President Nayib Bukele has announced that for the first time since the official introduction of cryptocurrencies as legal tender, El Salvador has mined a small portion of its first bitcoin using electricity that is naturally generated from geothermal energy from volcanoes.
According to the press release, the mining project has generated 0.00599179 BTC to date, which is operated by state-backed LaGeo SA de CV. In the long run, this is a pretty small number, which is roughly $288.89 at the time of writing.
President Bukele tweeted to celebrate by dividing the total amount of bitcoin mined so far, which is far from a full bitcoin. The tweet also includes a section called “payment pending,” which is listed separately from the number of bitcoins received through mining.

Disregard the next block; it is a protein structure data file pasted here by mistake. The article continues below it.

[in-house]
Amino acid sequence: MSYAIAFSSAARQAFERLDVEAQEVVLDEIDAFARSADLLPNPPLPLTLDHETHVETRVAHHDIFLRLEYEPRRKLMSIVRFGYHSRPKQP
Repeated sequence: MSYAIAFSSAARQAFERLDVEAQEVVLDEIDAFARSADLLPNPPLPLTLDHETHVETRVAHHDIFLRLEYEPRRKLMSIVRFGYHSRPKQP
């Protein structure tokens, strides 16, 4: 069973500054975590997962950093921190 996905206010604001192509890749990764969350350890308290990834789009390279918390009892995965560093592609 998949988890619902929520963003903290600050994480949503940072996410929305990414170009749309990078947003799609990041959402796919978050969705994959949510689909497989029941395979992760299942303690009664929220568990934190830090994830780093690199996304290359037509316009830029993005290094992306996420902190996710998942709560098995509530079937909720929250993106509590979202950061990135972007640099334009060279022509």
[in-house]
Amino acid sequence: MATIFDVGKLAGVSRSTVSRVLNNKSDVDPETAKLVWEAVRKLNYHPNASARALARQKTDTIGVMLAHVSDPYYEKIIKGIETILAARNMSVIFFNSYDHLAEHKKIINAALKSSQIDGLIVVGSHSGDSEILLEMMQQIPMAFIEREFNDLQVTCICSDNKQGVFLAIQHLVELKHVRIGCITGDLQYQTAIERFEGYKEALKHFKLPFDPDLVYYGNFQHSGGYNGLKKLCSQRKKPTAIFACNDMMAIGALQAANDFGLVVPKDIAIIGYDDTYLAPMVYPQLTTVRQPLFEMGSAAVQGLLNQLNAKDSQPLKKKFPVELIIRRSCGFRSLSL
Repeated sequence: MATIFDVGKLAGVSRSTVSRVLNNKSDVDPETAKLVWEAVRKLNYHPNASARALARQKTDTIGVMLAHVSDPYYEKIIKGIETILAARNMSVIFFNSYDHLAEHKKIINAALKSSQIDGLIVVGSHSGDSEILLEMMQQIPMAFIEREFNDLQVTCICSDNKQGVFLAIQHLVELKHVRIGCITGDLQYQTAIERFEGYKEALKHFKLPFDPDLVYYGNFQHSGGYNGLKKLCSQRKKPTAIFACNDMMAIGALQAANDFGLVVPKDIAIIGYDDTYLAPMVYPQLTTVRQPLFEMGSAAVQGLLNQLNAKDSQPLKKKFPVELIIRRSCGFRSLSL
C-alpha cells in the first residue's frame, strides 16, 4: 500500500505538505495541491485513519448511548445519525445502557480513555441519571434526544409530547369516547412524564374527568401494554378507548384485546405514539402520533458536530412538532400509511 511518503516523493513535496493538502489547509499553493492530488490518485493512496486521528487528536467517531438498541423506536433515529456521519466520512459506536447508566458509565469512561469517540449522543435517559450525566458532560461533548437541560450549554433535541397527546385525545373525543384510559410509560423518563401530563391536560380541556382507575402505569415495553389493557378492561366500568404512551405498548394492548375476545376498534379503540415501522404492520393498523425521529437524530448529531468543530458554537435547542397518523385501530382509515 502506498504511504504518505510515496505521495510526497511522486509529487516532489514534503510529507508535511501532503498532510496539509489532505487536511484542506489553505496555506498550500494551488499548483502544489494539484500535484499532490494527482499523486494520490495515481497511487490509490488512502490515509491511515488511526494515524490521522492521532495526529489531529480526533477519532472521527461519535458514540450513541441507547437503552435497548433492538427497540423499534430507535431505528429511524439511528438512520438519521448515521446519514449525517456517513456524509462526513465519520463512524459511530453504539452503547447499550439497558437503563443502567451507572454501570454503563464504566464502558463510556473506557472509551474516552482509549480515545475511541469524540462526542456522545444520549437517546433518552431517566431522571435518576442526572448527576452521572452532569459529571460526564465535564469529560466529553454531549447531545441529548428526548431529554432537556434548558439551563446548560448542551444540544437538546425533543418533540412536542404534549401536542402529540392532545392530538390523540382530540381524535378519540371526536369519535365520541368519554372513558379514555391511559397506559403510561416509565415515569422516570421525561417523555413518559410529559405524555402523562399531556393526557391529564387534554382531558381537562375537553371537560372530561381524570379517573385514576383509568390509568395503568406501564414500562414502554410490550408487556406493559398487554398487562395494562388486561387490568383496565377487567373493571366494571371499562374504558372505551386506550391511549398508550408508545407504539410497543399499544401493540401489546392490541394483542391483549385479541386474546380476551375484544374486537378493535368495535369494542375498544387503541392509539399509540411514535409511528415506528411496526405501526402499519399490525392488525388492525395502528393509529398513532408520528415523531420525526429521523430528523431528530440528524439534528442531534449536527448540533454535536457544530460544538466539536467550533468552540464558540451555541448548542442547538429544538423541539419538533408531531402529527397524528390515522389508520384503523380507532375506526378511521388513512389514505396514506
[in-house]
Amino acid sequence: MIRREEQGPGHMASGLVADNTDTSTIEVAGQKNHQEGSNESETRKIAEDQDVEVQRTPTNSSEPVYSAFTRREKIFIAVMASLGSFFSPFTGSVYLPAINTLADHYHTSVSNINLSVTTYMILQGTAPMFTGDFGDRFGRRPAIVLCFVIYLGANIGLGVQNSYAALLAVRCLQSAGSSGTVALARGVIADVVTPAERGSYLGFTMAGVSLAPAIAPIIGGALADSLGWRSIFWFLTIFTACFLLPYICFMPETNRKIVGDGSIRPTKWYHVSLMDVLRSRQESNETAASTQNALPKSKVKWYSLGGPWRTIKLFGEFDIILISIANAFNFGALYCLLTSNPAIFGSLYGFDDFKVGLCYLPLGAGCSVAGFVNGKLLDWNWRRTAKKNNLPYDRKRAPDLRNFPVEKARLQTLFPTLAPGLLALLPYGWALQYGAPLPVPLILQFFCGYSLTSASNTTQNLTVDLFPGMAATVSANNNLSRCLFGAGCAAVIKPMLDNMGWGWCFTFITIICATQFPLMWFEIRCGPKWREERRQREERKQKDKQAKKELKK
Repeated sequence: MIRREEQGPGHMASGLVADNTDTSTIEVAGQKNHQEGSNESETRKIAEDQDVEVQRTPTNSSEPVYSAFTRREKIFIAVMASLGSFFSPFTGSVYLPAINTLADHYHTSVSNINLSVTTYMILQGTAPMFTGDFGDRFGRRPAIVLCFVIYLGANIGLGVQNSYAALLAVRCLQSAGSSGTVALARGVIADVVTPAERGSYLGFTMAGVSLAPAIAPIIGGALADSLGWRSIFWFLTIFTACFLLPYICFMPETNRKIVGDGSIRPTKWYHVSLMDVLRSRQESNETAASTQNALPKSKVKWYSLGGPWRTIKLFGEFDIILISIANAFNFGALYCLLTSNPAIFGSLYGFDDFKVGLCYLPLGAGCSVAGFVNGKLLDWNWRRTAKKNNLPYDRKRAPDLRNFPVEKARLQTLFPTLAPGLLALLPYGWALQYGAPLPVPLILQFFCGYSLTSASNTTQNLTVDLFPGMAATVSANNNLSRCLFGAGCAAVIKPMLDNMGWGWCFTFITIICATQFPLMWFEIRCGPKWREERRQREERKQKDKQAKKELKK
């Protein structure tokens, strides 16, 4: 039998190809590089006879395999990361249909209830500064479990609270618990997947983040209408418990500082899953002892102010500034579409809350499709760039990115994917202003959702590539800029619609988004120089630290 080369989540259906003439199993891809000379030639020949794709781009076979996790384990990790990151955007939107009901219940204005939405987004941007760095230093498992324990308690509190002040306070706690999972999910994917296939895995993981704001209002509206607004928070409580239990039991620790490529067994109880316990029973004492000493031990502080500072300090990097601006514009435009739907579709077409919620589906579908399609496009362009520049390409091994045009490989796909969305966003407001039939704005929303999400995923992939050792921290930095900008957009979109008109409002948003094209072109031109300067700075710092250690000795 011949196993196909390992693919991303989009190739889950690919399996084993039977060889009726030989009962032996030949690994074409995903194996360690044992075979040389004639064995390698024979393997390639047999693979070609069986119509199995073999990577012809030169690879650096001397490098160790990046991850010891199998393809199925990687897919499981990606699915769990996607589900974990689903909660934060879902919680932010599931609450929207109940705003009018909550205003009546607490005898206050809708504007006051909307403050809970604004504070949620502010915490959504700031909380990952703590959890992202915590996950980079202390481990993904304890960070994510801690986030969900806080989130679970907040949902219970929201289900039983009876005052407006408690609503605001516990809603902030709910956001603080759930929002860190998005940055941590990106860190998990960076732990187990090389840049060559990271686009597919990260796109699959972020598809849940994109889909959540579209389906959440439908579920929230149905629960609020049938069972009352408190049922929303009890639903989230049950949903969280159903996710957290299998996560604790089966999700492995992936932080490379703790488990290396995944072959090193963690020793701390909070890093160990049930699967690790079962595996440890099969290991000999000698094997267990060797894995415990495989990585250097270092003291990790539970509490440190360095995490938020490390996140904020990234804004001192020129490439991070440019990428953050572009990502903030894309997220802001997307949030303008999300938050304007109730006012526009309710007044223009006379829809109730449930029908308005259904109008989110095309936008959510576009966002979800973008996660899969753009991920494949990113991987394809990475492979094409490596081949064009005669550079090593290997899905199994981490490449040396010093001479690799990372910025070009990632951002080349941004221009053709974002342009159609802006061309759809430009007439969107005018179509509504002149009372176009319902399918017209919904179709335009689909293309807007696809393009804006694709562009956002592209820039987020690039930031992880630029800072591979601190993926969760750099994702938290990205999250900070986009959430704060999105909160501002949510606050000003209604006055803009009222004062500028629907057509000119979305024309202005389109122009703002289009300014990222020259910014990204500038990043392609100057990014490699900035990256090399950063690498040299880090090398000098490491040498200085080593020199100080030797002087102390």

In this section, 0.00483976 BTC is sent to the account as a “Pending Payment” – at the time of creation this is equal to $ 231.18. At the time of writing, the account contains a total of 0.01083155 BTC, which is equal to $517.36.
President Bukele’s tweet also indicated that volcanic energy-based mining projects are still in the “test and installation” phase, which may be why the total number of bitcoins (or satoshis) is quite small.
Environmentally Friendly HODLing and Mining
The new facility will help El Salvador hold as many bitcoins as possible. Less than two weeks ago, the country bought another 150 bitcoins, bringing its total holdings to 700. Just days after the country became the first country in history to legalize BTC as a means of payment.
It is also an environmentally friendly mining method that uses untapped energy in the volcano with no carbon costs. Many people criticize Bitcoin’s proof-of-work system for being environmentally harmful because of its energy consumption. However, the environmental damage caused by the largest cryptocurrencies is often exaggerated, as almost half of the computing power comes from sustainable sources.
Even Elon Musk, who stopped accepting Bitcoin payments in May due to climate issues, admitted that the network has become more sustainable.